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Achievement, Depression and Frustration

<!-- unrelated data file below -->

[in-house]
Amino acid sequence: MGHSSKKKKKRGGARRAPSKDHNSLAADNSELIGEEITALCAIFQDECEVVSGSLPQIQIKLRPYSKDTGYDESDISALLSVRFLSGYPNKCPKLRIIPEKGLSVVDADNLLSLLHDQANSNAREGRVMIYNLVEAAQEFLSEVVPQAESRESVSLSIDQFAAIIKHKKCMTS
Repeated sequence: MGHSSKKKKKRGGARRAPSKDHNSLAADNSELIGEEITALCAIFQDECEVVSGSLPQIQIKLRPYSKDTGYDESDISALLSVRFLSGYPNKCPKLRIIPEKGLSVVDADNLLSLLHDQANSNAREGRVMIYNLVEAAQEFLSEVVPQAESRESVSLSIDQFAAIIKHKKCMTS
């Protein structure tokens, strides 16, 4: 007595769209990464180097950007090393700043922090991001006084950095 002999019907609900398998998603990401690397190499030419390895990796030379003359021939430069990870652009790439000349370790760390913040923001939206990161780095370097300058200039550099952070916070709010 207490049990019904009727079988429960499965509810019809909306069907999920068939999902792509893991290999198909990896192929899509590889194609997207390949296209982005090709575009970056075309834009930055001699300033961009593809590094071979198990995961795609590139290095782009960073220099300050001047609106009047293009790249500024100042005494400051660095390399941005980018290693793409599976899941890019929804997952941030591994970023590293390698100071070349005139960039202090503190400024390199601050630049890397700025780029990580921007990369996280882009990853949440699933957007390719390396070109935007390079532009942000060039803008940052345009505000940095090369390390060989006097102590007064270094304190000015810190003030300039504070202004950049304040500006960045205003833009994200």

We’re all, pretty much, geared to achieve. It is a function of our biggest inspirational drives within. It’s no surprise, then, to locate that as we assume when we don’t achieve, stress rapidly arises. And if this frustration is not dealt with, a grief process – involving frustration and/or ultimately depression – could also result.There are so many cases in our time of people succumbing to times of burnout-induced depression. If we stay long enough with the feeling of a lack of success, learned helplessness has to function as the rational end point.LIMITATIONS OF THE CONSCIOUS MINDPart of our everyday disappointment involves coping with limitations of the conscious mind.When there are so many thought-balls being juggled in the air at the same time – and we have used to assume an advanced of efficiency, to ensure success, at all times – we’re asking for trouble:MAXIMAL INPUT + HIGH EXPECTATION = INCREASED PRESSUREThe above scenario is typical of how we often push ourselves too hard and too far. Think about the mind having only eight informed thinking compartments with which to contain pieces of information – out of which organized thoughts are carried forth.Consider also that 2 or 3 pieces of information might already live there, leaving even less space for brief thinking.ETERNAL LIMITATIONS OF TIMEAdd to this, again, probably the most limited influence over us all: time. It is easy to observe a lack of time brings distress:INCREASED PRESSURE + LIMITED TIME = DISTRESSWith several points on our minds – which in real terms is just several – and time already against us, we’ll soon begin to feel not achievement, but the hardship of frustration.If we get into a pattern of thought disappointment – repetitively, after all – anger is the likely initial result, which without recourse to progress is most likely to lead to depressed feelings because of the character of our perceptions – sadness because of an of achievement.THE IMPORTANCE OF EXPECTATIONS IN ACHIEVEMENTIf we look at this issue rationally, we know we can neither control the potential of our conscious minds, or can we drum up more time.We have to look rather at the expectations we place on ourselves and, just as significantly, the expectations others have of us. We need to be more realistic.We can achieve, but only if we know what is inside our capacities.When we acknowledge our drives, and we are disciplined enough to align our objectives to these capabilities, we’ll quickly guard against the frustrations that stem from our very own drivenness.We’ll grasp saying no to ourselves and saying no to others.We’ll get more control over our lives, because we decide beforehand what we can achieve, and this really is enough for all of us. The end result may well be more peace and contentment, and we never are never willed by less danger for anger and depression.God into frustration. Just our wills take us there.A 2011 S. J. Wickham.

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